As City Asset Management chief investment officer Hilary Coghill says: “In the AFI adviser fund index, I do not have a dedicated smaller companies holding. In the last six months, I have wished that I had.”
The question is whether investors are too late to get into the small-cap recovery story.
The share price performance of smaller companies in Britain has been off the charts. In the past six months, the FTSE smallcap index, which covers companies outside the FTSE 350, has risen about 65 per cent, while the FTSE 100 has made gains closer to 30 per cent. Even the FTSE 350 has outstripped the FTSE 100.
Is it too late to buy into the rally? There is an argument that this is less of a boom than bounce. In 2008, smaller companies had their worst year since 1974, and had fallen to such a low level there was nowhere else to go.
Coghill says: “Some of the cyclical companies in the sector were priced to go bust but they did not and the consumer held up well because the oil price fell and their mortgage repayments fell, so they still had disposable income.”
There was not anything particularly positive in the market – small caps were just priced for the worst-case scenario and that worst case never hit, so they bounced. That is one reason why so few investors bought into the market at the bottom – there was no compelling reason to do so.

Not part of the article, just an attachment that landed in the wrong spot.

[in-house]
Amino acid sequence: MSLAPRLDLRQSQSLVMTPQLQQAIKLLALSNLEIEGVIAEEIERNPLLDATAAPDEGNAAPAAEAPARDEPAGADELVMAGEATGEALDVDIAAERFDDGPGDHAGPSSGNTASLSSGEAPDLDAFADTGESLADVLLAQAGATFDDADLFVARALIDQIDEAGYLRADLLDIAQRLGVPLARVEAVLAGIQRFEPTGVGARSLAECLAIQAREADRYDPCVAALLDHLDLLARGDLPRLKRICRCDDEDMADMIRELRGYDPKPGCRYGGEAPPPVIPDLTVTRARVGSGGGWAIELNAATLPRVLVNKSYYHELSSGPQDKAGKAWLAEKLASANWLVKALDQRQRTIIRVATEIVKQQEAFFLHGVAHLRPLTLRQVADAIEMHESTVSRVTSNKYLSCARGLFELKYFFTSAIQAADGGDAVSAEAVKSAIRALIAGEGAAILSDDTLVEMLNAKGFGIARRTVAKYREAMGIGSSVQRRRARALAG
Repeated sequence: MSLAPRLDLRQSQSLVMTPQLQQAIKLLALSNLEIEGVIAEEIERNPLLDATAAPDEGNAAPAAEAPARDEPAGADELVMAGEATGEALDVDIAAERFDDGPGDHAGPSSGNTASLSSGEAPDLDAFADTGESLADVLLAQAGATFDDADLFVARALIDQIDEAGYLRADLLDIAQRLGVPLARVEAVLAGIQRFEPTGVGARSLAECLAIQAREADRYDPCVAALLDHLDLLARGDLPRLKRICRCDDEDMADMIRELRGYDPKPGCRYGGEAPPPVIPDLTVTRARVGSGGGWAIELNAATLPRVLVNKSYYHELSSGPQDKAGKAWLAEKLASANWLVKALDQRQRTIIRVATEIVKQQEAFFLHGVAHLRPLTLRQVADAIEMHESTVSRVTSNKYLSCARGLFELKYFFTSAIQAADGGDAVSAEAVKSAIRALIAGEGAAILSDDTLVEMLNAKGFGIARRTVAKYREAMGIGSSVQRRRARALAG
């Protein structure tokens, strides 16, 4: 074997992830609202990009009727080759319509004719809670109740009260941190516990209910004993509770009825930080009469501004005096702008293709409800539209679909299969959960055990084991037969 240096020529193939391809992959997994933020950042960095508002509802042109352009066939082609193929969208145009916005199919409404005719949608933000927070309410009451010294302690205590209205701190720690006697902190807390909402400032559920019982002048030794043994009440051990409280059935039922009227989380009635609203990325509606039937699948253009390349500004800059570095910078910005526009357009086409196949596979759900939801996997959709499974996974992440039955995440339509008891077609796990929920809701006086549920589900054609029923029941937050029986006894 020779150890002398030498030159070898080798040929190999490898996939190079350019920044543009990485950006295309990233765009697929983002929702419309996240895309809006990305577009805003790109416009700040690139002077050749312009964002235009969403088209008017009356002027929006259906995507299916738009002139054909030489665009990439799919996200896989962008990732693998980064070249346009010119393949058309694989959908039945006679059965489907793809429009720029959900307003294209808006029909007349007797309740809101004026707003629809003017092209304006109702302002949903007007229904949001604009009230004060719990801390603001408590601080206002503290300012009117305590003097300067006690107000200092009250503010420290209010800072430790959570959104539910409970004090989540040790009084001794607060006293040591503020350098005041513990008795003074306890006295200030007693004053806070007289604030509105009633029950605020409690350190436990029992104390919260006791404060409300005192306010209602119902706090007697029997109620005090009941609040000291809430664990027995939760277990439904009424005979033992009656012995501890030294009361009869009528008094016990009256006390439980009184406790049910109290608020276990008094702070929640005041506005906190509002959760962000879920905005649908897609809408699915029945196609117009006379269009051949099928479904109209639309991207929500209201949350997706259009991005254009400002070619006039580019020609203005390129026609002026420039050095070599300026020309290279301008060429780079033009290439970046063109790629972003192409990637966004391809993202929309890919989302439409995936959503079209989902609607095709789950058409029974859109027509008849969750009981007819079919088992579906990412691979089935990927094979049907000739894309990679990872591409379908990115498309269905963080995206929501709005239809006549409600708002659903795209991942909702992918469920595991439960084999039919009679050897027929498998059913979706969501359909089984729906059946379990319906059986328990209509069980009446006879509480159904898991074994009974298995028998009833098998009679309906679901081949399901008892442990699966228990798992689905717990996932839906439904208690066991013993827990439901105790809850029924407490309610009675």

Most AFI panellists did not have a specific small-cap exposure, with most preferring to hold funds that have the freedom to invest in smaller companies when the timing is right, such as special situations funds.
The panellists are in no great hurry to buy into the smaller companies rally either.
AFH Independent Financial Services head of investment research Graham Toone says: “They have had a fantastic run and they are fair value now. I would not have said they were a roaring buy and our strategy is neutral.”
In the medium term, panellists expect market conditions to remain tough. “Funding will be very difficult,” says Coghill. “The companies that get access to capital at reasonable rates are likely to be much stronger than those who do not. A lot of Aim-listed companies are saying that funding is still very expensive.” Trading will be lacklustre, says Coghill. “A lot of smaller companies are very domestic-oriented and we are fairly negative on the UK economy,” she adds.